CPU 1032 may generally include any number of processors. Both primary storage devices 1034, 1036 may include any suitable computer-readable media. A secondary storage medium 1038, which is typically a mass memory device, is also coupled bi-directionally to CPU 1032 and provides additional data storage capacity. The mass memory device 1038 is a computer-readable medium that may be used to store programs including computer code, data, and the like. Typically, mass memory device 1038 is a storage medium such as a hard disk or a tape which is generally slower than primary storage devices 1034, 1036. Mass memory storage device 1038 may take the form of a magnetic or paper tape reader or some other well-known device. It will be appreciated that the information retained within the mass memory device 1038, may, in appropriate cases, be incorporated in standard fashion as part of RAM 1036 as virtual memory. A specific primary storage device 1034 such as a CD-ROM may also pass data uni-directionally to the CPU 1032.

CPU 1032 is also coupled to one or more input/output devices 1040 that may include, but are not limited to, devices such as video monitors, track balls, mice, keyboards, microphones, touch-sensitive displays, transducer card readers, magnetic or paper tape readers, tablets, styluses, voice or handwriting recognizers, or other well-known input devices such as, of course, other computers. Finally, CPU 1032 optionally may be coupled to a computer or telecommunications network, e.g., a local area network, an internet network or an intranet network, using a network connection as shown generally at 1042. With such a network connection, it is contemplated that the CPU 1032 might receive information from the network, or might output information to the network in the course of performing the above-described method steps. Such information, which is often represented as a sequence of instructions to be executed using CPU 1032, may be received from and outputted to the network, for example, in the form of a computer data signal embodied in a carrier wave. The above-described devices and materials will be familiar to those of skill in the computer hardware and software arts.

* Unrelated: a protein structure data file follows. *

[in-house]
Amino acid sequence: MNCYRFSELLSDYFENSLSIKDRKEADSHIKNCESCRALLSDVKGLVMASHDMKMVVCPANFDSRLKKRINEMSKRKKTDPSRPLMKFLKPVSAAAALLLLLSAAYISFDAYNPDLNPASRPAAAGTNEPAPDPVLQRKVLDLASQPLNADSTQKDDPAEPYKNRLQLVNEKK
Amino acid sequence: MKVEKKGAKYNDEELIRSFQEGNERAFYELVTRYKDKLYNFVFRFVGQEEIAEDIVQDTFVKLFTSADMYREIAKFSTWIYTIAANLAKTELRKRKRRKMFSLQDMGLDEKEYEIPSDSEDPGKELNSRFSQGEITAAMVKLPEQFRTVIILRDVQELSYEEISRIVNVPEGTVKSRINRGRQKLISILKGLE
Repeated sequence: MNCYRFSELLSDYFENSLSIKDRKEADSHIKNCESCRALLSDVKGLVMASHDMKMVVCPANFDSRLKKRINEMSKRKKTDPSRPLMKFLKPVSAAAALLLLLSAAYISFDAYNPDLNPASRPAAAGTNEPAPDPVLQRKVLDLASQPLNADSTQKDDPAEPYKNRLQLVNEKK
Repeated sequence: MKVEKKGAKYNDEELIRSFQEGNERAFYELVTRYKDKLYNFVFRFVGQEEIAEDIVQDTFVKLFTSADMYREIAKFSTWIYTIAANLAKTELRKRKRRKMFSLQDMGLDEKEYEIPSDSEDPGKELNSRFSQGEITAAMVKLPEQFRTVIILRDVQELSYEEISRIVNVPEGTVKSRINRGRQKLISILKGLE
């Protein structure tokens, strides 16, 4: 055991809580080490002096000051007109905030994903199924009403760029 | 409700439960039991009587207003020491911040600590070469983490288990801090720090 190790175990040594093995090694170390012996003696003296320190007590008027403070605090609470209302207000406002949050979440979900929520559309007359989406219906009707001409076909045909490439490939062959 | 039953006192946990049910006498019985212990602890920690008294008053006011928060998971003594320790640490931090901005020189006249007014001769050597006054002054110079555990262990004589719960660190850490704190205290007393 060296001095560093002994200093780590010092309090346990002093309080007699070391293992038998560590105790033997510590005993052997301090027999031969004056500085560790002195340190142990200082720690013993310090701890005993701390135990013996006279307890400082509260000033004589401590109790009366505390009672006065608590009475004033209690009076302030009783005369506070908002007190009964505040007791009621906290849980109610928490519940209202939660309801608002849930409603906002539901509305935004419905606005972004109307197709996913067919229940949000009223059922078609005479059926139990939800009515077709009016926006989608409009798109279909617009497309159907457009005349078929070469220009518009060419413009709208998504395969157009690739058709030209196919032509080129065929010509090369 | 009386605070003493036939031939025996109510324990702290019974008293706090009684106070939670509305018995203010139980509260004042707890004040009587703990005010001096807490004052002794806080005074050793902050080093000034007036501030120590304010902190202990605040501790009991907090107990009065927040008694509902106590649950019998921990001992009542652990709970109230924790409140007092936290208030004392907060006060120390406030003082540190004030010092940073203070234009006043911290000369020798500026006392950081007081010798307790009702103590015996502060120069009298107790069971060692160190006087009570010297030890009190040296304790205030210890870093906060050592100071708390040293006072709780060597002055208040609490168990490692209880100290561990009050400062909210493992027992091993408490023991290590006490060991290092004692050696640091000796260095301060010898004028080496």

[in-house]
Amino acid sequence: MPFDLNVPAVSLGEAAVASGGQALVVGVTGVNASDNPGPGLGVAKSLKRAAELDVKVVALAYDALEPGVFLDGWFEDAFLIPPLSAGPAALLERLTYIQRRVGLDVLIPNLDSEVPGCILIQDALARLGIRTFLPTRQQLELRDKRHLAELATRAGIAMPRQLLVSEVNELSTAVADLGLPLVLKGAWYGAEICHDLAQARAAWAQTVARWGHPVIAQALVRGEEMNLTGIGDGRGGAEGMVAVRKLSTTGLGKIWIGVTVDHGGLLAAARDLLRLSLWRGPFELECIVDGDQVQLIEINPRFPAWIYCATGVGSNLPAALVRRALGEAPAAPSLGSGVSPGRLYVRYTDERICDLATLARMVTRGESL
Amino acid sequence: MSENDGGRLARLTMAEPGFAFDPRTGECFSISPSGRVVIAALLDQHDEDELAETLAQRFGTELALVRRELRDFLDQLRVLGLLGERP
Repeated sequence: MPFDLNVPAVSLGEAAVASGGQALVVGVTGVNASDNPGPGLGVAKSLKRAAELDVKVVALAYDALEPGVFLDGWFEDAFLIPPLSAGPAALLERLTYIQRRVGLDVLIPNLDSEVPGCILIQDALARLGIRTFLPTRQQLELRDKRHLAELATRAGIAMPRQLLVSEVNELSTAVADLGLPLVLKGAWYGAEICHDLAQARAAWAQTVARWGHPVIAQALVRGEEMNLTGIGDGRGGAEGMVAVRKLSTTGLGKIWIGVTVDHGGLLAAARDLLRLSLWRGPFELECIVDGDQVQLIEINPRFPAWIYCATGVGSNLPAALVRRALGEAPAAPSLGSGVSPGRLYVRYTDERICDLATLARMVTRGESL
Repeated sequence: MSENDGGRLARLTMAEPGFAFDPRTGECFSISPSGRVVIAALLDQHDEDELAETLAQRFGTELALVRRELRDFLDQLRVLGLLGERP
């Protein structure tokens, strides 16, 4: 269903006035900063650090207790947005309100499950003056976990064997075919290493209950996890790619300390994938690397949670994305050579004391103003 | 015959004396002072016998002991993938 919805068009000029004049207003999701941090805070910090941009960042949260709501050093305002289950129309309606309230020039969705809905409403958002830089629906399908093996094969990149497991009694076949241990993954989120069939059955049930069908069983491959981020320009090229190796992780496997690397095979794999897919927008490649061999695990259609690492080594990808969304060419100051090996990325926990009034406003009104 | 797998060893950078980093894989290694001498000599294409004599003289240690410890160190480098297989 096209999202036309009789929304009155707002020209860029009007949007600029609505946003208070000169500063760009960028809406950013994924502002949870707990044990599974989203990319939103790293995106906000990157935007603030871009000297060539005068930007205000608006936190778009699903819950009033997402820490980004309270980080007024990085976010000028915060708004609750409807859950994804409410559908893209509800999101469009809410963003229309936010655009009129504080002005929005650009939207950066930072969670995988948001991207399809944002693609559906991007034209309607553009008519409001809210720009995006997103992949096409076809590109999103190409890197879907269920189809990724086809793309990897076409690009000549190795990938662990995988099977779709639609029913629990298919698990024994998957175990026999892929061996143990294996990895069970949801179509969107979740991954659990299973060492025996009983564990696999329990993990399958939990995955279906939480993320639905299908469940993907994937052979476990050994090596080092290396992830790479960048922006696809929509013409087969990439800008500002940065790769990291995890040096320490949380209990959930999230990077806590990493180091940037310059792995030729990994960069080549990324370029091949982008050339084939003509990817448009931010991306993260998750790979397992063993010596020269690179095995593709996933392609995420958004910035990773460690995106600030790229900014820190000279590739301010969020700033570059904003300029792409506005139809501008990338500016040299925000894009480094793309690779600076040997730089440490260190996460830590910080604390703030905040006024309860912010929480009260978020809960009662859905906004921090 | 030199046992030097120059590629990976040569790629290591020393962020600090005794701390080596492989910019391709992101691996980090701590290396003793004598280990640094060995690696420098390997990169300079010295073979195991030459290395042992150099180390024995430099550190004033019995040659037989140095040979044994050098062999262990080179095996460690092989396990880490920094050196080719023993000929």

Although only a few embodiments of the present invention have been described, it should be understood that the present invention may be embodied in many other specific forms without departing from the spirit or the scope of the present invention. By way of example, while the present invention has been described as being suitable for use with respect to a TDM network that is subject to SONET standards, the present invention is suitable for a variety of different networks. Other suitable networks include, but are not limited to, networks that are subject to a synchronous digital hierarchy (SDH) standard.